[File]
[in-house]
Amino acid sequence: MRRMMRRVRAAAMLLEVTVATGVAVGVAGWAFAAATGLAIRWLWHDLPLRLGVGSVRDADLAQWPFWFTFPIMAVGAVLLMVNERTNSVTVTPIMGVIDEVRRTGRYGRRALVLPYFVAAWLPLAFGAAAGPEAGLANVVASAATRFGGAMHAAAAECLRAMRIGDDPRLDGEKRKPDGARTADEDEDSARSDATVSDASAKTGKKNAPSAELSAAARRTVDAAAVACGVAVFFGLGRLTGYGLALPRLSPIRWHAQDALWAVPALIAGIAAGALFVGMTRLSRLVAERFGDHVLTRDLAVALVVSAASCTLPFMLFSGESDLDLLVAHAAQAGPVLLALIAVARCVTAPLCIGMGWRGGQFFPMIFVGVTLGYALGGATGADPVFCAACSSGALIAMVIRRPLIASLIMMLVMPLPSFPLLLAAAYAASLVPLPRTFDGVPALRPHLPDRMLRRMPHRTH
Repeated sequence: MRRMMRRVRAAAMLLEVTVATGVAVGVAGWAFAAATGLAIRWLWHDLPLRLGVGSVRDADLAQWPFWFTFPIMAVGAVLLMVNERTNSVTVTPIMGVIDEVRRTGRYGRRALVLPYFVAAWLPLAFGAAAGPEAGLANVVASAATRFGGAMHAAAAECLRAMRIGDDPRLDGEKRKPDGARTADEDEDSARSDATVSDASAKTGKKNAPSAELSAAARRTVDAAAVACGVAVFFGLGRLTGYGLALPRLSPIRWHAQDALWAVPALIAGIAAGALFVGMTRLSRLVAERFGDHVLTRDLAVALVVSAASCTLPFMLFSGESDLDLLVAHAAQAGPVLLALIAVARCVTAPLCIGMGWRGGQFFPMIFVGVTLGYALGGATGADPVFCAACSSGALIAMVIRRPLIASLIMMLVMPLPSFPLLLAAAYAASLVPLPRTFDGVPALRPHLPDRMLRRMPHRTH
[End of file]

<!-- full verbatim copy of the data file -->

[in-house]
Amino acid sequence: MRRMMRRVRAAAMLLEVTVATGVAVGVAGWAFAAATGLAIRWLWHDLPLRLGVGSVRDADLAQWPFWFTFPIMAVGAVLLMVNERTNSVTVTPIMGVIDEVRRTGRYGRRALVLPYFVAAWLPLAFGAAAGPEAGLANVVASAATRFGGAMHAAAAECLRAMRIGDDPRLDGEKRKPDGARTADEDEDSARSDATVSDASAKTGKKNAPSAELSAAARRTVDAAAVACGVAVFFGLGRLTGYGLALPRLSPIRWHAQDALWAVPALIAGIAAGALFVGMTRLSRLVAERFGDHVLTRDLAVALVVSAASCTLPFMLFSGESDLDLLVAHAAQAGPVLLALIAVARCVTAPLCIGMGWRGGQFFPMIFVGVTLGYALGGATGADPVFCAACSSGALIAMVIRRPLIASLIMMLVMPLPSFPLLLAAAYAASLVPLPRTFDGVPALRPHLPDRMLRRMPHRTH
Repeated sequence: MRRMMRRVRAAAMLLEVTVATGVAVGVAGWAFAAATGLAIRWLWHDLPLRLGVGSVRDADLAQWPFWFTFPIMAVGAVLLMVNERTNSVTVTPIMGVIDEVRRTGRYGRRALVLPYFVAAWLPLAFGAAAGPEAGLANVVASAATRFGGAMHAAAAECLRAMRIGDDPRLDGEKRKPDGARTADEDEDSARSDATVSDASAKTGKKNAPSAELSAAARRTVDAAAVACGVAVFFGLGRLTGYGLALPRLSPIRWHAQDALWAVPALIAGIAAGALFVGMTRLSRLVAERFGDHVLTRDLAVALVVSAASCTLPFMLFSGESDLDLLVAHAAQAGPVLLALIAVARCVTAPLCIGMGWRGGQFFPMIFVGVTLGYALGGATGADPVFCAACSSGALIAMVIRRPLIASLIMMLVMPLPSFPLLLAAAYAASLVPLPRTFDGVPALRPHLPDRMLRRMPHRTH